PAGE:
History of the buildings

The building on Antonijas iela 1 in Riga that houses the Museum was originally built in 1879 as a luxurious family home. However, by the eve of World War II, the owner Rodrigo Wilhelm Elsen had leased it to the embassies of Lithuania and Belgium.

After the war, the Soviet government nationalised the building, which would house the Central Committee of the Latvian League of Communist Youth. Vilis Krūmiņš — a Latvian rifleman and prominent Soviet Latvian functionary (who would later serve as the director of the Museum of Natural History) made sure the building was transferred to the Museum, and since then, its four storeys and basement have been home to the Museum’s collection.

Built in the 19th-century Eclecticism style to a design by famed architect Heinrich Carl Scheel, it is one of more than 40 buildings Scheel designed in and around the historical centre of Riga.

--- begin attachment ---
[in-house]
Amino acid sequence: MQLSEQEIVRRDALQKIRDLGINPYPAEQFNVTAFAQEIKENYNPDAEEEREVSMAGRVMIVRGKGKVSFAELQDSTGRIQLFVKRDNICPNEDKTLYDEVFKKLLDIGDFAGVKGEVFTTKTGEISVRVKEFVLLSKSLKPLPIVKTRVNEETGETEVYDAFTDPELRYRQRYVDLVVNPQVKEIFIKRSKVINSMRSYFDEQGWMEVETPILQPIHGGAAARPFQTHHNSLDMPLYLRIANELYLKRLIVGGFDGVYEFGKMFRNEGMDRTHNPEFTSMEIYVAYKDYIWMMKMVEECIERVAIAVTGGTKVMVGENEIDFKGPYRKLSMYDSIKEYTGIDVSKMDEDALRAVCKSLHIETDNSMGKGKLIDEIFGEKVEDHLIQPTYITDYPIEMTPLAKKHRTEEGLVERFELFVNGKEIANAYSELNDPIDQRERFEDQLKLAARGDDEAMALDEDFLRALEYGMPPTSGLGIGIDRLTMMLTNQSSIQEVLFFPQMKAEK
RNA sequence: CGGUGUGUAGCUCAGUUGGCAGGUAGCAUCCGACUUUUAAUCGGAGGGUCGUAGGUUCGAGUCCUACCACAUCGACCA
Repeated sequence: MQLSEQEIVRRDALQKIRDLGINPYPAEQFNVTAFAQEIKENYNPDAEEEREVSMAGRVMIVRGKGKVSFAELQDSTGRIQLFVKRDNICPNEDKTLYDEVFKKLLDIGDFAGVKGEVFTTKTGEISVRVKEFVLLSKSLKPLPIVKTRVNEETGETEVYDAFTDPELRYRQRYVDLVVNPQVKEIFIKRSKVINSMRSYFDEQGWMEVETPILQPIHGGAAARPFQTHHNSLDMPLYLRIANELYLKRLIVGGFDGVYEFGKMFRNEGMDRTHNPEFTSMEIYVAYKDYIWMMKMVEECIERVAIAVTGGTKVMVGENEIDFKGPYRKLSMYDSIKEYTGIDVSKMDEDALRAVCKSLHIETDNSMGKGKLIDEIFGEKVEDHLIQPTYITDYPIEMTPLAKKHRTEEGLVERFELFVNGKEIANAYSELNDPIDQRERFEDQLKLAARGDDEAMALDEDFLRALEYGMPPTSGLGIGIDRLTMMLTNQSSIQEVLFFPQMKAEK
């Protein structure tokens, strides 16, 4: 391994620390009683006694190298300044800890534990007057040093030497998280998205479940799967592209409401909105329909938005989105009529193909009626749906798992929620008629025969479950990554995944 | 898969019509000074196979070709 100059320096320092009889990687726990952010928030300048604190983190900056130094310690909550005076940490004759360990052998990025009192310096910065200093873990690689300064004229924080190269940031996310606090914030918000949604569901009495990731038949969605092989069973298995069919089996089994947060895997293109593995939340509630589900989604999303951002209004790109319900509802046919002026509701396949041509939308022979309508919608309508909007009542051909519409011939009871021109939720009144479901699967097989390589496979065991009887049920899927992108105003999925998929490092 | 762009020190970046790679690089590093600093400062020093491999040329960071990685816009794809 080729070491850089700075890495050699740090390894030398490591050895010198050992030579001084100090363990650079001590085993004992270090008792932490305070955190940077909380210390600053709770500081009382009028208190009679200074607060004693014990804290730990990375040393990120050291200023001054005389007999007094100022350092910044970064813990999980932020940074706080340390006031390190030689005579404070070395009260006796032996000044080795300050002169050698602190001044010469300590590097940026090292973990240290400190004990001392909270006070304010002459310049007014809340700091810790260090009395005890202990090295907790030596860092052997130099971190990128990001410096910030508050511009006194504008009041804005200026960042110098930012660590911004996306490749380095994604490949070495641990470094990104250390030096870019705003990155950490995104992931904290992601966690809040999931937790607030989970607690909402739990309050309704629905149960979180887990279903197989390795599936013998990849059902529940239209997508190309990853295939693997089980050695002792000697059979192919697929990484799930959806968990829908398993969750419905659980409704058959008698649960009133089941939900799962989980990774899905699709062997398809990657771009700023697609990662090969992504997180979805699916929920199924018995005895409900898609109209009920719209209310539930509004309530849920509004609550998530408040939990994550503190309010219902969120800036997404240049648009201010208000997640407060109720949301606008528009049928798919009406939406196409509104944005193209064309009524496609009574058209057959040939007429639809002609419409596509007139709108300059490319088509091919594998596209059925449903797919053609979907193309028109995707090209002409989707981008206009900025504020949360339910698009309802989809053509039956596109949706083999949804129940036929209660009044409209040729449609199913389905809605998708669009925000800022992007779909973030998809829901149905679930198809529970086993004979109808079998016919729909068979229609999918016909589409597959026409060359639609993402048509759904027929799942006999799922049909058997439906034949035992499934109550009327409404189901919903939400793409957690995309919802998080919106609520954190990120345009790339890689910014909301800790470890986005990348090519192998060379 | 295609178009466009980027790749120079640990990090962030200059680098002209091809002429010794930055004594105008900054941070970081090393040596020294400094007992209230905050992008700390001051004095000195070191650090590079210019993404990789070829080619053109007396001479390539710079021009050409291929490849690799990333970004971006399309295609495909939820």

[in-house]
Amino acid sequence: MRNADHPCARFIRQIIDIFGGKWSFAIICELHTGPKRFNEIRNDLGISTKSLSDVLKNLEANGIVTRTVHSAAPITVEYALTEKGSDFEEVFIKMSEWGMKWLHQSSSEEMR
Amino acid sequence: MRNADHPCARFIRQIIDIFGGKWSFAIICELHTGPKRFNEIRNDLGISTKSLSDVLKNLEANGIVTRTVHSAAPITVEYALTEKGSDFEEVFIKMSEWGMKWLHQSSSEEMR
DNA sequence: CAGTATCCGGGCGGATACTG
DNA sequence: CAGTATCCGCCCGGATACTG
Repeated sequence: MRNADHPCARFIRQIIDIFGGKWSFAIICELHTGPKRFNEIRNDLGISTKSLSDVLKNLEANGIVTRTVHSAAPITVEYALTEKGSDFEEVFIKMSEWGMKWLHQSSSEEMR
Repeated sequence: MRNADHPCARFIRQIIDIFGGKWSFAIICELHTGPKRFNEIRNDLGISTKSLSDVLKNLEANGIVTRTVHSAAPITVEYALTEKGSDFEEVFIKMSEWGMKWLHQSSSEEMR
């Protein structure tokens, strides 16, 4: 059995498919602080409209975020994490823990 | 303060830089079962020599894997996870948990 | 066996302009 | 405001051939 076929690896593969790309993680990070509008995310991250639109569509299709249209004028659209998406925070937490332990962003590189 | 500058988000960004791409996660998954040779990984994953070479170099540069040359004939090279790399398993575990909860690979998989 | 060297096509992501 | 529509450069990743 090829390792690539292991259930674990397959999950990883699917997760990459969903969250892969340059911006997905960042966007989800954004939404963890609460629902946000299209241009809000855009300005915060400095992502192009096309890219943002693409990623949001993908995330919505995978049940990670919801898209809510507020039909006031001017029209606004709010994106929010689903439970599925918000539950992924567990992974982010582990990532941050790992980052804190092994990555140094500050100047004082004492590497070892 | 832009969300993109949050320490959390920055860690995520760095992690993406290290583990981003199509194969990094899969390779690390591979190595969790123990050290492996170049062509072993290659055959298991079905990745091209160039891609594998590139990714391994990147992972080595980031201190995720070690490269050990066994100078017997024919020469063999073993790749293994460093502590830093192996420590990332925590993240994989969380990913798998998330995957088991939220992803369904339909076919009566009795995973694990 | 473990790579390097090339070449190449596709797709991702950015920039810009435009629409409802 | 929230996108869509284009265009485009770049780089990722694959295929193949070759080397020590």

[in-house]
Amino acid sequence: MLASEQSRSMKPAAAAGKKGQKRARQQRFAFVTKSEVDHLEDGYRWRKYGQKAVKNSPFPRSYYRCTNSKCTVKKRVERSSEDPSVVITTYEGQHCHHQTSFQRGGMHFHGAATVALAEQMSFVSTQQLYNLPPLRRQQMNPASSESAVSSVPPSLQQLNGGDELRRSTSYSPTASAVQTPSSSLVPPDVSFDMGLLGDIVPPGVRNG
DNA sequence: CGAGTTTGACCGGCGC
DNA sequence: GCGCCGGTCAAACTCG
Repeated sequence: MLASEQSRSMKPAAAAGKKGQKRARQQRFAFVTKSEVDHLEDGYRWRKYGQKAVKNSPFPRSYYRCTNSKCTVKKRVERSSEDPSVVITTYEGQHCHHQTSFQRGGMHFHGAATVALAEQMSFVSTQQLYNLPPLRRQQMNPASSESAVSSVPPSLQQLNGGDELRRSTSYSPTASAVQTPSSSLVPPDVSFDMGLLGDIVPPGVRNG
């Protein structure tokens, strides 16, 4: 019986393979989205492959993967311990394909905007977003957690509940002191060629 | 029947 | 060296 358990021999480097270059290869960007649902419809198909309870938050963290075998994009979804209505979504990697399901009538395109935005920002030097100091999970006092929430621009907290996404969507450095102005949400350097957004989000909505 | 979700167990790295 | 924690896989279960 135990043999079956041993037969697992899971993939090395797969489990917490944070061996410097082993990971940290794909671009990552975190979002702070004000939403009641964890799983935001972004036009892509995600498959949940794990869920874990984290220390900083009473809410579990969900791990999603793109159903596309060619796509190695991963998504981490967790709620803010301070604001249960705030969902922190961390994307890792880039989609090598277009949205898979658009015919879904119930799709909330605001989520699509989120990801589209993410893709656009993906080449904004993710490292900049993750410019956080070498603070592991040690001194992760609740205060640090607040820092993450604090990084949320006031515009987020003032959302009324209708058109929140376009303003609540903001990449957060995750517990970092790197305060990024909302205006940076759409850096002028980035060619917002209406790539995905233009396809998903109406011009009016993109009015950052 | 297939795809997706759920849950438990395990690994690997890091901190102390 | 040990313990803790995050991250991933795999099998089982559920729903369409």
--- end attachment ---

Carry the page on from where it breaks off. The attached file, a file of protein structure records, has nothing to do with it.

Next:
Pharmacy Museum Building

The Pharmacy Museum on Riharda Vāgnera iela 13 in Old Riga also occupies a former residential building constructed in the mid-18th century and designated a monument of national architectural heritage. In the 19th century, a waggonwright that lived here decorated the building with a Rococo-style portal and set of doors. The villa was divided into communal flats during Soviet rule, but starting in the 1980s, an alchemist’s lab, a natural healer’s house, and a chimneyless sauna emerged here, with a garden of medicinal herbs in the interior yard.